Wednesday, 13 August 2008

Old Acquaintances

Feeling a tad misty-eyed today.  It would have been the 40th birthday of an ex-colleague and friend, Michael Roser.  Mike was unfortunately in a fatal road accident earlier this year.

Just wanted to mark the event by writing a few short things about him and my memory of him, hope you don't mind reading them.

He was a slightly quiet, slightly grumpy bugger, but certainly a smart one. Very warm natured and close friend to those who stuck around long enough to see past his occasional scowl.

Always pushing himself, always challenging things, always learning, always sharing, always amazing. This shone through in his physical training he took part in, his technical work, his conversation about software and other things, his diverse interests (making wrist watches being one!), in fact nearly everywhere.

I always left with the impression that Mike's life was a huge training exercise to prepare him for something immense. And when it came, boy would he be prepared!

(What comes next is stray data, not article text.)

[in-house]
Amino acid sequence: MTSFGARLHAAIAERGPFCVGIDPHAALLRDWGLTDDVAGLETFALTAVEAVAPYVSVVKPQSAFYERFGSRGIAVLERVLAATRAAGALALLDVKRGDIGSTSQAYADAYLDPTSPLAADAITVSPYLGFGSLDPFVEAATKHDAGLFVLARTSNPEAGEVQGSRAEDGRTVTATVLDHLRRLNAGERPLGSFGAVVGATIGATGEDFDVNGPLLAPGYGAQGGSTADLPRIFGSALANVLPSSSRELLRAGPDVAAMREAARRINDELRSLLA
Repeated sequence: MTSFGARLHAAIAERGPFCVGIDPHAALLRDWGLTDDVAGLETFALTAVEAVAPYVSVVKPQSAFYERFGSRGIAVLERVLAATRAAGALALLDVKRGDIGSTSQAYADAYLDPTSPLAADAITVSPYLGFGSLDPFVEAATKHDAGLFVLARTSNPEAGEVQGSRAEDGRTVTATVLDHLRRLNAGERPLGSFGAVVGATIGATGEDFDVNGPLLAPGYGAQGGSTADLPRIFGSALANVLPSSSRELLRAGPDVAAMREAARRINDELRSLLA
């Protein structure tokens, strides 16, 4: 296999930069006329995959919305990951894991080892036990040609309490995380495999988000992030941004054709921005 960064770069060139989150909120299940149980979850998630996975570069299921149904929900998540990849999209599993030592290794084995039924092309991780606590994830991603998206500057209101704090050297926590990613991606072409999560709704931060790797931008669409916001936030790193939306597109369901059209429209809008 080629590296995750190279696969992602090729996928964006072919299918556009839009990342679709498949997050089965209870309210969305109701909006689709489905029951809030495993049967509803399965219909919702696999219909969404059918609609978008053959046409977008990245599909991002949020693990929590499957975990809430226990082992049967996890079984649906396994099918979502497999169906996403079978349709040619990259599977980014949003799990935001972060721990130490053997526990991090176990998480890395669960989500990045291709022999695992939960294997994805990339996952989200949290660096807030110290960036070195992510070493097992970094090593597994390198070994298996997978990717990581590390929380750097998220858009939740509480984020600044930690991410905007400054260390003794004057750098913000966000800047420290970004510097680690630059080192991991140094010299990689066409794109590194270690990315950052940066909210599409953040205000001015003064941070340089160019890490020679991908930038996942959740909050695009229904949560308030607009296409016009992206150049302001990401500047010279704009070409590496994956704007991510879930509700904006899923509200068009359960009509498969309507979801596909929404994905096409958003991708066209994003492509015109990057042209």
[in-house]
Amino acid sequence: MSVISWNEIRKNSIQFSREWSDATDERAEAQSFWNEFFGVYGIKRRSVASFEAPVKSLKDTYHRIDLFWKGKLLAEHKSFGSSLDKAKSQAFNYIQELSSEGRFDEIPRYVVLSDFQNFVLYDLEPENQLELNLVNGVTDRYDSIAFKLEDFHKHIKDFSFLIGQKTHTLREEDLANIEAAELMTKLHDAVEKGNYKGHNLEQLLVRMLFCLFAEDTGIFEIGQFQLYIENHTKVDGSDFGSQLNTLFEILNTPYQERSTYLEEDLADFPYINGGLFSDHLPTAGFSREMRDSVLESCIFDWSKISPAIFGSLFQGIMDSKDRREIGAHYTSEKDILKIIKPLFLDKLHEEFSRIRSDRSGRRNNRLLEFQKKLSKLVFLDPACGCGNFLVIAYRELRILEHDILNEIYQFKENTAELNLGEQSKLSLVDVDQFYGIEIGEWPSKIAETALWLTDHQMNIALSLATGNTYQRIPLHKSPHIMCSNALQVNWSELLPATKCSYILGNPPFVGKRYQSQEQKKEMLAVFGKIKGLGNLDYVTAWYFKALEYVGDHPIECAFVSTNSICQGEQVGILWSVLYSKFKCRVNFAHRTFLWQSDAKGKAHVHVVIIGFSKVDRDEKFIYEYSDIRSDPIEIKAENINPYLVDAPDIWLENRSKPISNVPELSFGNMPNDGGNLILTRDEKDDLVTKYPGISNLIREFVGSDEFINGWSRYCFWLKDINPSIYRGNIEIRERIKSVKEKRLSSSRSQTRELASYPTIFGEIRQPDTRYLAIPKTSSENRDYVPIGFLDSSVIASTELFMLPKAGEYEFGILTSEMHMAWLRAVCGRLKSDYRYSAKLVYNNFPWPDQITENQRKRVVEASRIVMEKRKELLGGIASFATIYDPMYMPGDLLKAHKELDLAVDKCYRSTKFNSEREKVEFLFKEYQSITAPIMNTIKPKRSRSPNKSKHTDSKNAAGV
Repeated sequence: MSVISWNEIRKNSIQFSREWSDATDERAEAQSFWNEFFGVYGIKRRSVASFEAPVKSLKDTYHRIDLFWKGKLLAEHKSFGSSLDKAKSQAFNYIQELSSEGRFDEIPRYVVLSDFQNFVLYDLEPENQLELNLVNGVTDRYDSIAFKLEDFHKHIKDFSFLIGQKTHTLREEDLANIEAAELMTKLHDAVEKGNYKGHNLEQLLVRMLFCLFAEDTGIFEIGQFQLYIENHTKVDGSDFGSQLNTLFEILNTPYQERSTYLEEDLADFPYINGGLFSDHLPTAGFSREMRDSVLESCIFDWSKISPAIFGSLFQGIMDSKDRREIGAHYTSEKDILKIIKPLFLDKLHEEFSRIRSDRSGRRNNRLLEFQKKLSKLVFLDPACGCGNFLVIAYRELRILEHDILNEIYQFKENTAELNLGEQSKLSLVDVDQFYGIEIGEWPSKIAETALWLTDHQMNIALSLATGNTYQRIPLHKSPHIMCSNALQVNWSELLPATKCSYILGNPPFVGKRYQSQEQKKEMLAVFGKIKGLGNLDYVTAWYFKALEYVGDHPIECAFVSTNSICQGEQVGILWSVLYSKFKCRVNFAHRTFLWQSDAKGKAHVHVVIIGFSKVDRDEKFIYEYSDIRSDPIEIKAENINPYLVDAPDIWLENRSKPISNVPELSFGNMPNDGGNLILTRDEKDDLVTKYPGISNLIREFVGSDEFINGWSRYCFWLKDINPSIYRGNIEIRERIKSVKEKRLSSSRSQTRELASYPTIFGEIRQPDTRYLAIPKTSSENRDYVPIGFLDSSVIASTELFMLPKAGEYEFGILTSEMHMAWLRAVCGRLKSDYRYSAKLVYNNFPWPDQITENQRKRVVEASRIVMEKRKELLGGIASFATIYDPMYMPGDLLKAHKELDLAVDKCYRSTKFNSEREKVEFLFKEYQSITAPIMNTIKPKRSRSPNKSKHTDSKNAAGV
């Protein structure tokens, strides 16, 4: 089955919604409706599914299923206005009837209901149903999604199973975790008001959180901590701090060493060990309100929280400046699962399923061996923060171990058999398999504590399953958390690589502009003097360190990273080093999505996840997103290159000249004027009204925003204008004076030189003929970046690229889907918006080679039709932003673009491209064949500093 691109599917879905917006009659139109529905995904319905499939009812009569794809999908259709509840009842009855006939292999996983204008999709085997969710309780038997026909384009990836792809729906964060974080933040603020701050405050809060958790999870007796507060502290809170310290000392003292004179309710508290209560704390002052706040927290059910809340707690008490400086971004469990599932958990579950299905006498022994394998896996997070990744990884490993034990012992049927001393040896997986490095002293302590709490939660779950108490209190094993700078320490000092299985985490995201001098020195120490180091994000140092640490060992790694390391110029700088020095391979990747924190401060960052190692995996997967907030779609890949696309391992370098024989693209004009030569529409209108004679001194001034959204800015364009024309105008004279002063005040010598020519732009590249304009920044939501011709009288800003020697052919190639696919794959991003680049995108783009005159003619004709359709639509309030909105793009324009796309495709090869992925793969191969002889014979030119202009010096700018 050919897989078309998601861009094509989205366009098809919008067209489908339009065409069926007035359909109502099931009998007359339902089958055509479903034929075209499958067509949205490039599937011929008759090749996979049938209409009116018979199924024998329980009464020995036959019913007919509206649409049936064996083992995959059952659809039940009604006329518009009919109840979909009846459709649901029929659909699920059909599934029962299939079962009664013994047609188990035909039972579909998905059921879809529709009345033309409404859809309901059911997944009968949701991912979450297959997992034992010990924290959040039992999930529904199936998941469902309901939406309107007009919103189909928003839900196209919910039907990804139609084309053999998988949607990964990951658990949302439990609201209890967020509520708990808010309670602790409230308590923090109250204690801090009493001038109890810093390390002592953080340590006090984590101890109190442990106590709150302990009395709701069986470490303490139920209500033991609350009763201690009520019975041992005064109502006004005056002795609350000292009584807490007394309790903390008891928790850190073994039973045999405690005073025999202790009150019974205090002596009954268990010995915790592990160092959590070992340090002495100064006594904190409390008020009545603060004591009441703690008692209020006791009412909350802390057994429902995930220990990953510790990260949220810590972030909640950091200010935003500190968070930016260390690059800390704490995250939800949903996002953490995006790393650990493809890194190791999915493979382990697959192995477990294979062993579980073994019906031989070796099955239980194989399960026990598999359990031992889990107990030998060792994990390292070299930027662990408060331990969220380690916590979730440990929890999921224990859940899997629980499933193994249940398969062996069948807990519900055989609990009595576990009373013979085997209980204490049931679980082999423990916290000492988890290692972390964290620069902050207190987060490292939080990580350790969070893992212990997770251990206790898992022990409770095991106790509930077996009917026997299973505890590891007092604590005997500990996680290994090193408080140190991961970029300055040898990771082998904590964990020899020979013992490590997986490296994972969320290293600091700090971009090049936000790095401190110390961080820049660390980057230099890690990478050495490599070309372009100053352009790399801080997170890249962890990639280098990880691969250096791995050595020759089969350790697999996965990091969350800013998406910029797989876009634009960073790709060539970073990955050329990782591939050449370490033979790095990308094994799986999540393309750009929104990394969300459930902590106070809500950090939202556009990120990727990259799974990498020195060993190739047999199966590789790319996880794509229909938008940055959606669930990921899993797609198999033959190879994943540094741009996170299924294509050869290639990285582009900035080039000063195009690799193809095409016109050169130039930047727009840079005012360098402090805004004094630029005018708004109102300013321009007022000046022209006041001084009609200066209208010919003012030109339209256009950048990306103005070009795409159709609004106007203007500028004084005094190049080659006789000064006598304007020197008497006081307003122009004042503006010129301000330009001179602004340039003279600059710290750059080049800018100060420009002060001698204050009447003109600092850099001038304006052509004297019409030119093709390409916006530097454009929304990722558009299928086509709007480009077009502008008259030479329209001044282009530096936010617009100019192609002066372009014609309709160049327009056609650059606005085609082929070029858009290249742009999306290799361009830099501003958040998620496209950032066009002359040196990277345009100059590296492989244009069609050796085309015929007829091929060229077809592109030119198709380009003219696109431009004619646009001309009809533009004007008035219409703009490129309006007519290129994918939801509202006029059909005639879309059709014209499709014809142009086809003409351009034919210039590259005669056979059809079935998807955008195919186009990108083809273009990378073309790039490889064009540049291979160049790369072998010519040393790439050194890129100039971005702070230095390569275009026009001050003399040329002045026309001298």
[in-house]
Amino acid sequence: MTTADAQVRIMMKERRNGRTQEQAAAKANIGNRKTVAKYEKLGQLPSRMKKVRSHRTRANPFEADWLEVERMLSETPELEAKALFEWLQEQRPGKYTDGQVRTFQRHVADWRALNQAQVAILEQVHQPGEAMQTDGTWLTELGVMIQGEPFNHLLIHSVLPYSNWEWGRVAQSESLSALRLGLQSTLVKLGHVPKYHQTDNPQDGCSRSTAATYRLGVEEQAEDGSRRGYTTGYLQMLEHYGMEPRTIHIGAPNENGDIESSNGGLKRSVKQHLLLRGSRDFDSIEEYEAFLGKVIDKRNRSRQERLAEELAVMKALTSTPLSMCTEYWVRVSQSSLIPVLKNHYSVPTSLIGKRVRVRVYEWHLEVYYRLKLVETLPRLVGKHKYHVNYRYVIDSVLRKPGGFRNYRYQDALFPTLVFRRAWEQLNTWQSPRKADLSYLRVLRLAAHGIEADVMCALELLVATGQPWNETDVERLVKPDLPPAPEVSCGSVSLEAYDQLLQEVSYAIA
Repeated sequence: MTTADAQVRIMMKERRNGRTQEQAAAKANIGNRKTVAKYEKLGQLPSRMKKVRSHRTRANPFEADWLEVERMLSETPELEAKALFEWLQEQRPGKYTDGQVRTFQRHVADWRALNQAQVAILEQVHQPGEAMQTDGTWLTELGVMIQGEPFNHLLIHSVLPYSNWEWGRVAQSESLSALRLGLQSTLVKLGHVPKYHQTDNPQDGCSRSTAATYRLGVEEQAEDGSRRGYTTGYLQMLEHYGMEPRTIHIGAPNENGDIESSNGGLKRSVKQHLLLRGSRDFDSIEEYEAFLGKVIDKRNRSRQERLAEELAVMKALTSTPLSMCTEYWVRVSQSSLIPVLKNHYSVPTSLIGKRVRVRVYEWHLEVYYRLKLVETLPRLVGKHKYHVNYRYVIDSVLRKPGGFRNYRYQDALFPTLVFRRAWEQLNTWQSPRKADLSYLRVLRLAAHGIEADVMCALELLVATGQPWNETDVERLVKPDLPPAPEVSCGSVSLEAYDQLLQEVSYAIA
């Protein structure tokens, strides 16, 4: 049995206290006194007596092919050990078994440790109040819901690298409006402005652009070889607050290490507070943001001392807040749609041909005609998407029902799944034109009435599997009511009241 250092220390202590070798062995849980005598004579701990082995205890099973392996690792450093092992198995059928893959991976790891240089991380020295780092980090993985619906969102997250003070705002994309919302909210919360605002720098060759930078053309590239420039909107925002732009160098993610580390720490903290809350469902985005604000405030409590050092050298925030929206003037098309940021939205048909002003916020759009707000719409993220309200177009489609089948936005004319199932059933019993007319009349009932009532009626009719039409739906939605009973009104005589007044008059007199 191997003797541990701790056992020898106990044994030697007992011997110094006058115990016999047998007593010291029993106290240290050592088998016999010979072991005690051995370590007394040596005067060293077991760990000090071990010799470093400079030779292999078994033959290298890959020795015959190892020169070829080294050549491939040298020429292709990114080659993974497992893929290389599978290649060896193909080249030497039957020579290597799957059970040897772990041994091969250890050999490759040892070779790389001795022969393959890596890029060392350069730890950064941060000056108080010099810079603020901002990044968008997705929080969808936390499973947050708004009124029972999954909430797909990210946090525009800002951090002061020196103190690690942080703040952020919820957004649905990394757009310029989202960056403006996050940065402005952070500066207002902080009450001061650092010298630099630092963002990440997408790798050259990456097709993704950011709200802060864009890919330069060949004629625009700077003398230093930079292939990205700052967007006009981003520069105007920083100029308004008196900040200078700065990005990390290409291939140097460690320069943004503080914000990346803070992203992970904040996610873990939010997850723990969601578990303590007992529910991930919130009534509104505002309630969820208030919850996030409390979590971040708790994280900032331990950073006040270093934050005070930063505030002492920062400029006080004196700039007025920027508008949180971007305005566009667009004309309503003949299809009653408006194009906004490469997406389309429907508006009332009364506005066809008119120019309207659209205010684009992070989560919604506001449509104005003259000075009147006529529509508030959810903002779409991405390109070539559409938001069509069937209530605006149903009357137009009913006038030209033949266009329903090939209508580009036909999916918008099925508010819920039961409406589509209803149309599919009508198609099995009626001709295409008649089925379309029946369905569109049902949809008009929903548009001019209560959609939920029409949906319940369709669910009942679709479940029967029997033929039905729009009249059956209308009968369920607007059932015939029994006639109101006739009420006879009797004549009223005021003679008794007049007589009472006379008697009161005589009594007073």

Sorry you left so soon mate. Far too soon for my liking.


vince said...

I hadn't heard that about Mike - that's tragic. I didn't know him that well, but always got on well with him whenever we met or spoke on the phone.

Have to take that as a reminder that no-one's here forever, and to make the most of the time we have.

Mr Anderson said...

I never kept up with Mike, but I miss him.

My bestest chum when I was my mid-20s died the other week.

This year is turning out to be a pretty sh1t year.

I've come to the conclusion that I've reach a stage in life, where I am going to hear more about funerals and deaths than any other event, and it might even get worse.

Mark Aitken said...

Same conclusion here. It's all part of getting old I guess. I've lost a few friends over the years and it sucks badly.

I find you still include them mentally in your day to day, things like thinking of texting / mailing / meeting them to chat, before you realise you can't.

That sort of hits you a little, sort of like I felt reading this comment. It cements things by reminding me they are gone, that for me is the painful part.

Whenever I feel a little sad about it, I try to think more about my own kids which cheers me up a little.